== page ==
|Lorna Simpson, Wigs II (1994/2006)|
The exhibition could have been called “hair”. Again and again in Lorna Simpson’s photographs identity is determined, expressed, reflected through a representation of hair. It is true, hair is a complex signifier of who we are and, as I was reminded by the focus on hair in Simpson’s photographs, we don’t pay enough attention to all of its social, sexual, gender, racial meanings. In the entire wall covered by Wigs II, (1994/2006) 54 women’s wigs are photographed and printed on felt squares. They are given dimensionality, they cast shadows, are made whole and real. In each felt square, the style of the hair and the colour of the hair differs; it might be waxed, natural, coiffed, but always we recognize it as a black woman’s carefully groomed hair from behind. Everything about the person who does not appear in the image is characterized by the hair. We might also say that the identity of the owner of the wig is given to her by the world for and by which she is groomed. Something akin to the internalization of the fashion world’s demands as they are reflected in our own self-stylization might be at work in those described by the wigs. In a typical Simpson strategy, the wigs are accompanied by texts, at times on the image, at other times between two images, and still other times, relating to no image in particular. The texts echo sexuality, black sexuality in particular, as well as desires we assume to be created by and for the woman who owns the wig. One, for example, details an enslaved man’s plan to have his wife wear a wig in a subterfuge that would allow them both to escape to freedom. Thus, the power of a woman passing as a man, passing as white.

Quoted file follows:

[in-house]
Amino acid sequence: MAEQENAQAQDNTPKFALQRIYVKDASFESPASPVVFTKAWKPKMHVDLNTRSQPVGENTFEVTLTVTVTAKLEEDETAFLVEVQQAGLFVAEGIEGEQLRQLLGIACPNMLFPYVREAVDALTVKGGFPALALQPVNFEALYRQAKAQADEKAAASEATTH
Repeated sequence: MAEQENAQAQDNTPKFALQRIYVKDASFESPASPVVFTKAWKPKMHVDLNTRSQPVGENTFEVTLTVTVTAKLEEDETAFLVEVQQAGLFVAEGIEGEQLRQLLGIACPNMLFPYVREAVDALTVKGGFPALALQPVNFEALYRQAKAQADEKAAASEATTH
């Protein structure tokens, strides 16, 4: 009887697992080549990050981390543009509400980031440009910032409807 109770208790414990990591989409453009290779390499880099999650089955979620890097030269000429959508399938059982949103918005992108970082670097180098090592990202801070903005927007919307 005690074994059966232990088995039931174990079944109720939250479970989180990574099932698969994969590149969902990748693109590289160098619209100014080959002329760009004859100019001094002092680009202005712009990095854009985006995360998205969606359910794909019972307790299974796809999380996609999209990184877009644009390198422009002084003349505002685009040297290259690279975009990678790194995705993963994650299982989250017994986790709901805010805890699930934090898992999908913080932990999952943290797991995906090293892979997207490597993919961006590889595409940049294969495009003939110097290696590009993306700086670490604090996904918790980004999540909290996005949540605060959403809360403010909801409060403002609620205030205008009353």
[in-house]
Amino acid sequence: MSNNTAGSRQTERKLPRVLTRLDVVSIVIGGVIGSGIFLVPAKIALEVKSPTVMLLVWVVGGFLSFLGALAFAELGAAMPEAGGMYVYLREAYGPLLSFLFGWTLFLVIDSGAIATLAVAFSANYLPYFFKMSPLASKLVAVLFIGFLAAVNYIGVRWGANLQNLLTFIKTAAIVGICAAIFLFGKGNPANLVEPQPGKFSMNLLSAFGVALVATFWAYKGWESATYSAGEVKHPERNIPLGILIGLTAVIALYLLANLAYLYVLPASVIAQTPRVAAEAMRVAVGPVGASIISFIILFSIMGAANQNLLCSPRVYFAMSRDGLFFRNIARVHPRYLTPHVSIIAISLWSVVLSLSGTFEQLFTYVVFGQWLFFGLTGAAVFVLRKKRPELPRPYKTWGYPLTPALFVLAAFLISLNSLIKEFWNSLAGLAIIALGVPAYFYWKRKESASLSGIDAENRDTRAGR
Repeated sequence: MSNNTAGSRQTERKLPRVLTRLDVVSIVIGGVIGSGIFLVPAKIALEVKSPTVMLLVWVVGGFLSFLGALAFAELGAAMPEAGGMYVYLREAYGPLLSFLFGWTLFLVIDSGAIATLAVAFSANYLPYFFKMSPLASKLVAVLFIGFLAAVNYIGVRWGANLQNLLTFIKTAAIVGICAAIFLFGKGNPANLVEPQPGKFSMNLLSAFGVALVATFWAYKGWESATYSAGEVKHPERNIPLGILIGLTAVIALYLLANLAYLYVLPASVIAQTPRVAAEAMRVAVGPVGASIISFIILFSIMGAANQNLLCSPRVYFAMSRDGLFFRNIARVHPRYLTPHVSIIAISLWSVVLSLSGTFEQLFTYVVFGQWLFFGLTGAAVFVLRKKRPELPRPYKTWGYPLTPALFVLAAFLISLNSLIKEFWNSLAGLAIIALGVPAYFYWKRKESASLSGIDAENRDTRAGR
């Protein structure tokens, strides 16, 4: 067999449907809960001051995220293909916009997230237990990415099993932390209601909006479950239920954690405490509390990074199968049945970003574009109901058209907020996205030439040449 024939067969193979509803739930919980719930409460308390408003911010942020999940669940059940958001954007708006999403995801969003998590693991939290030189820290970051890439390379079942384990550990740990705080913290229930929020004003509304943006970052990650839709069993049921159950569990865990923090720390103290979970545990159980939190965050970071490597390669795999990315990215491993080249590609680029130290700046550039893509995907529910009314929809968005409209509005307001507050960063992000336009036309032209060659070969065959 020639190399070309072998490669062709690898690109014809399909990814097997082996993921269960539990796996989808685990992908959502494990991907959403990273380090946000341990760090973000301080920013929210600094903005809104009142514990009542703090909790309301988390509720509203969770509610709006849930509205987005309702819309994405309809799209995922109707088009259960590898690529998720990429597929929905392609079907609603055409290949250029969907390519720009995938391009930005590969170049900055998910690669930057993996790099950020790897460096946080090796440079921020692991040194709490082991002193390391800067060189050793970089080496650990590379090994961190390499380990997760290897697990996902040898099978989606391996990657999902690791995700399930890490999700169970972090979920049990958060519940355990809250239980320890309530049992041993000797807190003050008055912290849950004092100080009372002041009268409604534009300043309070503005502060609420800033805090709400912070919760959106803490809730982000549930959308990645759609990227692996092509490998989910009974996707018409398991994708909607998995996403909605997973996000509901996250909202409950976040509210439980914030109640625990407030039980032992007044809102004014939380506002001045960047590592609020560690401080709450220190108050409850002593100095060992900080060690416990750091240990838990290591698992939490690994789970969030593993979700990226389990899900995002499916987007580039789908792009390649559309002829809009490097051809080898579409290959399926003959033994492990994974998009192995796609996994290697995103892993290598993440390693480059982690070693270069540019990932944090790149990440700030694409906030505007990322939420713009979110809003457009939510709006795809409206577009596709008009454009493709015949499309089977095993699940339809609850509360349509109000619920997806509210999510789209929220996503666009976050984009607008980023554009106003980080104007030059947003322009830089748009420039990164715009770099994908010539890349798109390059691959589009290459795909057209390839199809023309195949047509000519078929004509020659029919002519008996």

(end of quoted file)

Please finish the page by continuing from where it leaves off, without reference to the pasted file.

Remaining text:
|Lorna Simpson, Day Time, 2011|
This series, together with images of both inside and outside Lincoln Centre reproduced from old photographs are photographs printed on felt. Immediately, the use of felt recall the work of Joseph Beuys who effectively canonized and colonized the fabric in his depictions of survival against all odds in Siberia. The connection thus invokes a discourse of memory, of survival of warmth and protection. Even though there is no felt in the decoration of Lincoln Centre, I can’t help thinking that the felt in Simpson’s installation is in keeping with the period of 1960s architecture of the building. As such, together with the 1960s colour reproduction of Simpson’s photographs, works such as Day Time, 2011 and Curtain, 2011 are imbued with a nostalgia. But of course, we wonder, a nostalgia for what?
|Lorna Simpson, Five Day Forecast, 1988|
Another indication of the works’ historical context is Simpson’s creative use of repetition. In a work such as Five Day Forecast (1988), the differences in the repetition of a black woman’s torso, her arms crossed, her head cut off, are so miniscule that we are impelled to study the photographs to find them. Faced with multiple repetitions of the image we cannot resist the temptation: we constantly look for the differences. Again, the text that accompanies the images is always different. The days of the week, one above each torso, are clear, each photograph being labelled with a day of the week. But then there are ten labels along the bottom that don’t ever correspond exactly to the photographs. They correspond neither in their placement, nor in their meaning. This inconsistency adds frustration to the viewing process – we are always trying to connect images and texts, as another automatic response to the work. But we never can. For me, the changing, somewhat free floating texts create different circumstances for each image, thus giving a kind of slipperiness to the identity – which is interesting, especially when we assume that Simpson’s goal is to comment on the fixity of the black woman’s identity.